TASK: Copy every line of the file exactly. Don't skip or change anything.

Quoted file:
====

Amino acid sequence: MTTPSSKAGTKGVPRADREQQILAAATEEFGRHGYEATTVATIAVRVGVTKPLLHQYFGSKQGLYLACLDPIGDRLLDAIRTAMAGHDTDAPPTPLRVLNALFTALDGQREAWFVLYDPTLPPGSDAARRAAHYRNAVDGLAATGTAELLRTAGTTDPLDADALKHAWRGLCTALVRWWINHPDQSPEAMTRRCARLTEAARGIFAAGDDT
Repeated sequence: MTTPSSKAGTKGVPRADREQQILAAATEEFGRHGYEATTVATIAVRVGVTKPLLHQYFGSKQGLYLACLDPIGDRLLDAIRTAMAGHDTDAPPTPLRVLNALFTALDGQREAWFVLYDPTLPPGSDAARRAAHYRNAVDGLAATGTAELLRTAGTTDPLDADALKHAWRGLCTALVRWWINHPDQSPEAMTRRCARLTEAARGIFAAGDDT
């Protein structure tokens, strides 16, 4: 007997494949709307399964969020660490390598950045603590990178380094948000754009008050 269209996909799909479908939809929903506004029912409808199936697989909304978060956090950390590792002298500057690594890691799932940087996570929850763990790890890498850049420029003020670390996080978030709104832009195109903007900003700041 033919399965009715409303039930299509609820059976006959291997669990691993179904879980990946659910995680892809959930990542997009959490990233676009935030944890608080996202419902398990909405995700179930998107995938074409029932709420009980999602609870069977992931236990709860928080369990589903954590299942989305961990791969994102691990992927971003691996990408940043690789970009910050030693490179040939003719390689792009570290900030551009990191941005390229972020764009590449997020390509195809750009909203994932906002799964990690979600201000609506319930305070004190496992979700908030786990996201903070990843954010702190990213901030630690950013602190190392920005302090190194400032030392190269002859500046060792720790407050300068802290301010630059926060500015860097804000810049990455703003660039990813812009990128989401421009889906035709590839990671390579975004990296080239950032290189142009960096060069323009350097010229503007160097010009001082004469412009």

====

Amino acid sequence: MTTPSSKAGTKGVPRADREQQILAAATEEFGRHGYEATTVATIAVRVGVTKPLLHQYFGSKQGLYLACLDPIGDRLLDAIRTAMAGHDTDAPPTPLRVLNALFTALDGQREAWFVLYDPTLPPGSDAARRAAHYRNAVDGLAATGTAELLRTAGTTDPLDADALKHAWRGLCTALVRWWINHPDQSPEAMTRRCARLTEAARGIFAAGDDT
Repeated sequence: MTTPSSKAGTKGVPRADREQQILAAATEEFGRHGYEATTVATIAVRVGVTKPLLHQYFGSKQGLYLACLDPIGDRLLDAIRTAMAGHDTDAPPTPLRVLNALFTALDGQREAWFVLYDPTLPPGSDAARRAAHYRNAVDGLAATGTAELLRTAGTTDPLDADALKHAWRGLCTALVRWWINHPDQSPEAMTRRCARLTEAARGIFAAGDDT
């Protein structure tokens, strides 16, 4: 007997494949709307399964969020660490390598950045603590990178380094948000754009008050 269209996909799909479908939809929903506004029912409808199936697989909304978060956090950390590792002298500057690594890691799932940087996570929850763990790890890498850049420029003020670390996080978030709104832009195109903007900003700041 033919399965009715409303039930299509609820059976006959291997669990691993179904879980990946659910995680892809959930990542997009959490990233676009935030944890608080996202419902398990909405995700179930998107995938074409029932709420009980999602609870069977992931236990709860928080369990589903954590299942989305961990791969994102691990992927971003691996990408940043690789970009910050030693490179040939003719390689792009570290900030551009990191941005390229972020764009590449997020390509195809750009909203994932906002799964990690979600201000609506319930305070004190496992979700908030786990996201903070990843954010702190990213901030630690950013602190190392920005302090190194400032030392190269002859500046060792720790407050300068802290301010630059926060500015860097804000810049990455703003660039990813812009990128989401421009889906035709590839990671390579975004990296080239950032290189142009960096060069323009350097010229503007160097010009001082004469412009």